I once read an interesting quote: “They say you die twice – once when you stop breathing and the second a bit later on when somebody mentions your name for the last time.”
We all leave a footprint on this earth. Our family and friends don’t necessarily have to be actively involved in our circle of influence to see the obvious contributions we give and leave behind.
Do you wonder if the books you write, the speeches you give or any other tangible achievements you make have any impact not just for the here and now but for generations to come? Maybe you want to be known for having high standards and values.
Do you ever wonder why it’s always ‘the other guy’ that creates such a monumental legacy? Some people just seem to leave a more notable legacy behind due to their own ambition, and not necessarily because of some left for them from a previous generation.
Accomplishing a memorable legacy is not as challenging as you think, and yes, the books and speeches and the rest of your contributions make that permanent footprint.
In real life, being relentless is a state of mind that can give you the strength to achieve, to survive, and to overcome. To be strong when others are not, that means craving the end results so intensely that the work becomes irrelevant.
If you wonder how women through the years made great “stands” and shifted the hearts of people (e.g. Rosa Parks, Susan B. Anthony, Mother Theresa), take a look at their relentless passion for the cause. It is evident that they did not allow oppression or limited resources to sway their decision to move forward and make an impact both in their day and long after they were gone. They had a passion that welled up inside of them that was so strong nothing could stop them from achieving their mission.
Consider the following insights to influence your determination:
- Define success for yourself. (It’s not the same for everyone.)
- Set personal, academic, and career goals.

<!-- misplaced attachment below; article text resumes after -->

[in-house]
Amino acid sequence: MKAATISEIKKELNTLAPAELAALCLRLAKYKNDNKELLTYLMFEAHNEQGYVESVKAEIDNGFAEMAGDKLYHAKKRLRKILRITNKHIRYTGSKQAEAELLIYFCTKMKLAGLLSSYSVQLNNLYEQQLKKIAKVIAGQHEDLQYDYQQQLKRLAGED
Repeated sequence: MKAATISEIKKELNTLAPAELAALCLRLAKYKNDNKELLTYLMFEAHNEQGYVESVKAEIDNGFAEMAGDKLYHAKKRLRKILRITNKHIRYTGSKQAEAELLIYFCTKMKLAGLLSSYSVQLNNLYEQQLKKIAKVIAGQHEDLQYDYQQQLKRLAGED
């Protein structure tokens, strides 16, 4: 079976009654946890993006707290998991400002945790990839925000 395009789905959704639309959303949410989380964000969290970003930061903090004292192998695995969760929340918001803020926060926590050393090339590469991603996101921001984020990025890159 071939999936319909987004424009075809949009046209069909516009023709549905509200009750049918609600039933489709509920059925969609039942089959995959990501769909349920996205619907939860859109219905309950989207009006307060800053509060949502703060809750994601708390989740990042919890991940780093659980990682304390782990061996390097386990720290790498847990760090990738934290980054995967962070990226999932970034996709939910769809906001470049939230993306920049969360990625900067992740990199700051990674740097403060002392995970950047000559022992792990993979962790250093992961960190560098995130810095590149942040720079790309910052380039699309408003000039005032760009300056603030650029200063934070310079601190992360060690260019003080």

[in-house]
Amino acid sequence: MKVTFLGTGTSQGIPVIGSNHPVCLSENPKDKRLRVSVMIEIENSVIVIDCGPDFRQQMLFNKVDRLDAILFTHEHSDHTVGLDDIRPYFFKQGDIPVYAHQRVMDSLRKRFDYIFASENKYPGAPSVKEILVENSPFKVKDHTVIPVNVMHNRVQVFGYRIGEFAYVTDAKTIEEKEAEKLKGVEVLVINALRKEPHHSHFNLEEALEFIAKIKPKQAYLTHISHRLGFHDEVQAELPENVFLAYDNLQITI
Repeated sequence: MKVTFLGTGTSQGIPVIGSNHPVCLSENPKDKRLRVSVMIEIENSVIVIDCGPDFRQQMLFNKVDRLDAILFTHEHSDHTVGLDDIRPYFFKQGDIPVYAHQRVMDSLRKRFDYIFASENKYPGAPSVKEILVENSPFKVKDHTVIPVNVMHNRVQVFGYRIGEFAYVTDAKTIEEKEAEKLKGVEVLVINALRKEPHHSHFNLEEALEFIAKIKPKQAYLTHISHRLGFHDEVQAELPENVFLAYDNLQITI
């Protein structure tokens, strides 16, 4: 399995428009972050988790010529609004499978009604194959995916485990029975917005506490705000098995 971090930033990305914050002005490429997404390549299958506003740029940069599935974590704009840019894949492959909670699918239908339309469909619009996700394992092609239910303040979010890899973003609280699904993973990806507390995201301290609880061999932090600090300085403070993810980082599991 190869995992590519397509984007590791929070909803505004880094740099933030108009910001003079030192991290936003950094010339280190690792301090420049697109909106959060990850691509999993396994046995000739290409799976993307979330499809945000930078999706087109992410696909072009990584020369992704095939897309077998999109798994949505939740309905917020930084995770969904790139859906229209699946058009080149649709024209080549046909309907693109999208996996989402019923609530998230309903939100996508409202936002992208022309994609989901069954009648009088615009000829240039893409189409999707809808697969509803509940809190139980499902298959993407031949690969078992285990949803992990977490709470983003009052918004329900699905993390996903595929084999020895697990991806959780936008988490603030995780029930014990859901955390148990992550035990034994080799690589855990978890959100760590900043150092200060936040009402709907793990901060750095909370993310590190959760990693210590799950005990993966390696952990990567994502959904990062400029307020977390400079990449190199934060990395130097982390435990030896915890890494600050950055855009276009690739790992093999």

- Keep your expectations high.
- Understand your abilities and disabilities.
- Play to your strengths.
- Develop strategies to meet your goals.
- Use technology as an empowering tool.
- Work hard. Persevere. Be flexible.
- Develop a support network.
- Keep company with people smarter than you.
It has been said over and over again that the average person only uses 10% of their brain, which would leave 90% as wasted potential. Contrary to that popular belief the human brain is being used in full for some of the most simple tasks, writes Robynne Boyd, Scientific America: “Take the simple act of pouring coffee in the morning: In walking toward the coffee pot, reaching for it, pouring the brew into the mug, even leaving extra room for cream, the occipital and parietal lobes, motor-sensory and sensory-motor cortices, basal ganglia, cerebellum, and frontal lobes all activate. A lightning storm of neuronal activity occurs almost across the entire brain in the time span of a few seconds.”
Seems like we use all the brain all the time so having a brain that’s “mostly wasted space anyway” isn’t a valid excuse for your own lack of achievement!
A heart to Listen
If you have ever been so distracted in your mind you cannot concentrate on what is being said, or, you have literally said out loud, “I do not have time to listen right now,” you may want to consider the following:
- You must have a heart to listen. We all want to be truly heard. A listening ear will practice patience without the intent of speaking. You will gain wisdom and insight that will propel initiatives into an unstoppable trajectory.
- People feel valued and appreciated by a listener who has a heart to listen and ask questions about what they hear.
- Effective listening offers you many benefits and encourages the speaker to feel valued as well. Good listening connects you to the world around you and helps you understand your responsibilities as well as your contribution to your footprint. Aside from the practical benefits, being a good listener is important for the quality of your social life.
What is your takeaway? What can you add to your tool box as you journey through your life? You will leave a legacy and be assured that the small things matter as much as the monumental and will surely be noted far beyond today.